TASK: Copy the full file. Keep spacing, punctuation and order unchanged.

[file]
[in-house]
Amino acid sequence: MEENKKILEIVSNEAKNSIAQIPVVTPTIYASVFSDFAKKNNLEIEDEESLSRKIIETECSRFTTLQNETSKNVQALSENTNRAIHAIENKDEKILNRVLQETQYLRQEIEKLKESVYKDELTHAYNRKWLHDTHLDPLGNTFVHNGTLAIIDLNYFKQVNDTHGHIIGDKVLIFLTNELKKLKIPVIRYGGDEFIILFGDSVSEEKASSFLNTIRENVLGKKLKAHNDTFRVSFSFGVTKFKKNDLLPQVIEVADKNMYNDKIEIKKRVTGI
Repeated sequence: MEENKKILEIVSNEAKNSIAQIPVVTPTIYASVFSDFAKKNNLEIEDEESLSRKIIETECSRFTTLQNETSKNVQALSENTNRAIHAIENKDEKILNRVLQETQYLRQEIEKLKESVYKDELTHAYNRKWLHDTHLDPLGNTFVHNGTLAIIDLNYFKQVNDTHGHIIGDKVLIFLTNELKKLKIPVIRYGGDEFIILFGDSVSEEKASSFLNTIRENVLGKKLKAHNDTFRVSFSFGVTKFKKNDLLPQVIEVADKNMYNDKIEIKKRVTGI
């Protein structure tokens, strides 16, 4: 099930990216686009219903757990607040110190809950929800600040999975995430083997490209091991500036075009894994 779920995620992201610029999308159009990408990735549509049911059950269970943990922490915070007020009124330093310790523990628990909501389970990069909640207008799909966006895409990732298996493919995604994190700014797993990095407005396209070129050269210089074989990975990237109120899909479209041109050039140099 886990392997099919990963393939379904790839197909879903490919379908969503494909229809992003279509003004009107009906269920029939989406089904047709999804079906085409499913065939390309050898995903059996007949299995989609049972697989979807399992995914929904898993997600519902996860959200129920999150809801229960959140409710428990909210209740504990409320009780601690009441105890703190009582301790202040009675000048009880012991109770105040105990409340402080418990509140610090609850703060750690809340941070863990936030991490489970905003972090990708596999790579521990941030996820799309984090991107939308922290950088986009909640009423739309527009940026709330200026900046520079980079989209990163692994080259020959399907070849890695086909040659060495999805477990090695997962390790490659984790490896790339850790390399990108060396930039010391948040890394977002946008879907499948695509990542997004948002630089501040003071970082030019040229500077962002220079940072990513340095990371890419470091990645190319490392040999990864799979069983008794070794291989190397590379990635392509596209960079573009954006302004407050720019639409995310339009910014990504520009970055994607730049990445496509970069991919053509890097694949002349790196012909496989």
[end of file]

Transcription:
[in-house]
Amino acid sequence: MEENKKILEIVSNEAKNSIAQIPVVTPTIYASVFSDFAKKNNLEIEDEESLSRKIIETECSRFTTLQNETSKNVQALSENTNRAIHAIENKDEKILNRVLQETQYLRQEIEKLKESVYKDELTHAYNRKWLHDTHLDPLGNTFVHNGTLAIIDLNYFKQVNDTHGHIIGDKVLIFLTNELKKLKIPVIRYGGDEFIILFGDSVSEEKASSFLNTIRENVLGKKLKAHNDTFRVSFSFGVTKFKKNDLLPQVIEVADKNMYNDKIEIKKRVTGI
Repeated sequence: MEENKKILEIVSNEAKNSIAQIPVVTPTIYASVFSDFAKKNNLEIEDEESLSRKIIETECSRFTTLQNETSKNVQALSENTNRAIHAIENKDEKILNRVLQETQYLRQEIEKLKESVYKDELTHAYNRKWLHDTHLDPLGNTFVHNGTLAIIDLNYFKQVNDTHGHIIGDKVLIFLTNELKKLKIPVIRYGGDEFIILFGDSVSEEKASSFLNTIRENVLGKKLKAHNDTFRVSFSFGVTKFKKNDLLPQVIEVADKNMYNDKIEIKKRVTGI
């Protein structure tokens, strides 16, 4: 099930990216686009219903757990607040110190809950929800600040999975995430083997490209091991500036075009894994 779920995620992201610029999308159009990408990735549509049911059950269970943990922490915070007020009124330093310790523990628990909501389970990069909640207008799909966006895409990732298996493919995604994190700014797993990095407005396209070129050269210089074989990975990237109120899909479209041109050039140099 886990392997099919990963393939379904790839197909879903490919379908969503494909229809992003279509003004009107009906269920029939989406089904047709999804079906085409499913065939390309050898995903059996007949299995989609049972697989979807399992995914929904898993997600519902996860959200129920999150809801229960959140409710428990909210209740504990409320009780601690009441105890703190009582301790202040009675000048009880012991109770105040105990409340402080418990509140610090609850703060750690809340941070863990936030991490489970905003972090990708596999790579521990941030996820799309984090991107939308922290950088986009909640009423739309527009940026709330200026900046520079980079989209990163692994080259020959399907070849890695086909040659060495999805477990090695997962390790490659984790490896790339850790390399990108060396930039010391948040890394977002946008879907499948695509990542997004948002630089501040003071970082030019040229500077962002220079940072990513340095990371890419470091990645190319490392040999990864799979069983008794070794291989190397590379990635392509596209960079573009954006302004407050720019639409995310339009910014990504520009970055994607730049990445496509970069991919053509890097694949002349790196012909496989």